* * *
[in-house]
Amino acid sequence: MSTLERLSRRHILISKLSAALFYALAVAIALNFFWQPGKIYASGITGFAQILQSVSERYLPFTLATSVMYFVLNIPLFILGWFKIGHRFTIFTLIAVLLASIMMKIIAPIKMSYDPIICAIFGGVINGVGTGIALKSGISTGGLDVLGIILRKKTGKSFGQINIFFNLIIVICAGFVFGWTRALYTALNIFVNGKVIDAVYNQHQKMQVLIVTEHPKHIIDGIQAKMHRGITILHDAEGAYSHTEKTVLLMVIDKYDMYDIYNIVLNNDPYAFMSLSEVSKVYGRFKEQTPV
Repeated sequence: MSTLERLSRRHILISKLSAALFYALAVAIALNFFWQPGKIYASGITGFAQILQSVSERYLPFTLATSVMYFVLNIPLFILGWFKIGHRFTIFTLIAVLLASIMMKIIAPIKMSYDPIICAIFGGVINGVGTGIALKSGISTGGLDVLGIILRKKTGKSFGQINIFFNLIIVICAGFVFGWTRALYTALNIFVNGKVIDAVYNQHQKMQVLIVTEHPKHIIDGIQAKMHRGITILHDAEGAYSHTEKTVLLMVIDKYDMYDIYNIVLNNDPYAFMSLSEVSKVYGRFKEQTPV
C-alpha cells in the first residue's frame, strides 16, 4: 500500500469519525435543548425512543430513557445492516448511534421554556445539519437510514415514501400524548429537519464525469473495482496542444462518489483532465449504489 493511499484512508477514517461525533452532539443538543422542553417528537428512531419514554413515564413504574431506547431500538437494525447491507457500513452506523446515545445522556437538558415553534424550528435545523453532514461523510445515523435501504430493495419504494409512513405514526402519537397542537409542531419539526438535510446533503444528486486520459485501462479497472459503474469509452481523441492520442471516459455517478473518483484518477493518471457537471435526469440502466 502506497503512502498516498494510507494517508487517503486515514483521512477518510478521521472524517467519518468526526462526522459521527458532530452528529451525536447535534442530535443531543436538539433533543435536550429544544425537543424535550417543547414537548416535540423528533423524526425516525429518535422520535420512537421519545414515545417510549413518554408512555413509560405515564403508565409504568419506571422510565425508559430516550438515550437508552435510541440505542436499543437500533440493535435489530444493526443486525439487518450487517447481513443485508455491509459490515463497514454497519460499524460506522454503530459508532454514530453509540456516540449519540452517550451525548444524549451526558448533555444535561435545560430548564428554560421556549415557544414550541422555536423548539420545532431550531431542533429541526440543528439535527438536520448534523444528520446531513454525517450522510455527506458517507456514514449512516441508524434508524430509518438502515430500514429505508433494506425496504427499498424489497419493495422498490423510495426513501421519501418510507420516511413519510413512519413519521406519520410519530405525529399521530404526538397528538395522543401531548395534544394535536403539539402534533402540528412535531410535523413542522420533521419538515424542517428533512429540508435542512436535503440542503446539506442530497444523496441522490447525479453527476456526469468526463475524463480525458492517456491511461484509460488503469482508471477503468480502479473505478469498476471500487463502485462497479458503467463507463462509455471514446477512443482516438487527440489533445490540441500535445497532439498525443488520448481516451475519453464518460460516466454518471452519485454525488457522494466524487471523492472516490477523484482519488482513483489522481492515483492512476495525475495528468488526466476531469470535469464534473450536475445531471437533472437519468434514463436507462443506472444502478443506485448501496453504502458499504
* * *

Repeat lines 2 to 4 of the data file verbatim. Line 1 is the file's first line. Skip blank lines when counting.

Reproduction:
Amino acid sequence: MSTLERLSRRHILISKLSAALFYALAVAIALNFFWQPGKIYASGITGFAQILQSVSERYLPFTLATSVMYFVLNIPLFILGWFKIGHRFTIFTLIAVLLASIMMKIIAPIKMSYDPIICAIFGGVINGVGTGIALKSGISTGGLDVLGIILRKKTGKSFGQINIFFNLIIVICAGFVFGWTRALYTALNIFVNGKVIDAVYNQHQKMQVLIVTEHPKHIIDGIQAKMHRGITILHDAEGAYSHTEKTVLLMVIDKYDMYDIYNIVLNNDPYAFMSLSEVSKVYGRFKEQTPV
Repeated sequence: MSTLERLSRRHILISKLSAALFYALAVAIALNFFWQPGKIYASGITGFAQILQSVSERYLPFTLATSVMYFVLNIPLFILGWFKIGHRFTIFTLIAVLLASIMMKIIAPIKMSYDPIICAIFGGVINGVGTGIALKSGISTGGLDVLGIILRKKTGKSFGQINIFFNLIIVICAGFVFGWTRALYTALNIFVNGKVIDAVYNQHQKMQVLIVTEHPKHIIDGIQAKMHRGITILHDAEGAYSHTEKTVLLMVIDKYDMYDIYNIVLNNDPYAFMSLSEVSKVYGRFKEQTPV
C-alpha cells in the first residue's frame, strides 16, 4: 500500500469519525435543548425512543430513557445492516448511534421554556445539519437510514415514501400524548429537519464525469473495482496542444462518489483532465449504489 493511499484512508477514517461525533452532539443538543422542553417528537428512531419514554413515564413504574431506547431500538437494525447491507457500513452506523446515545445522556437538558415553534424550528435545523453532514461523510445515523435501504430493495419504494409512513405514526402519537397542537409542531419539526438535510446533503444528486486520459485501462479497472459503474469509452481523441492520442471516459455517478473518483484518477493518471457537471435526469440502466 502506497503512502498516498494510507494517508487517503486515514483521512477518510478521521472524517467519518468526526462526522459521527458532530452528529451525536447535534442530535443531543436538539433533543435536550429544544425537543424535550417543547414537548416535540423528533423524526425516525429518535422520535420512537421519545414515545417510549413518554408512555413509560405515564403508565409504568419506571422510565425508559430516550438515550437508552435510541440505542436499543437500533440493535435489530444493526443486525439487518450487517447481513443485508455491509459490515463497514454497519460499524460506522454503530459508532454514530453509540456516540449519540452517550451525548444524549451526558448533555444535561435545560430548564428554560421556549415557544414550541422555536423548539420545532431550531431542533429541526440543528439535527438536520448534523444528520446531513454525517450522510455527506458517507456514514449512516441508524434508524430509518438502515430500514429505508433494506425496504427499498424489497419493495422498490423510495426513501421519501418510507420516511413519510413512519413519521406519520410519530405525529399521530404526538397528538395522543401531548395534544394535536403539539402534533402540528412535531410535523413542522420533521419538515424542517428533512429540508435542512436535503440542503446539506442530497444523496441522490447525479453527476456526469468526463475524463480525458492517456491511461484509460488503469482508471477503468480502479473505478469498476471500487463502485462497479458503467463507463462509455471514446477512443482516438487527440489533445490540441500535445497532439498525443488520448481516451475519453464518460460516466454518471452519485454525488457522494466524487471523492472516490477523484482519488482513483489522481492515483492512476495525475495528468488526466476531469470535469464534473450536475445531471437533472437519468434514463436507462443506472444502478443506485448501496453504502458499504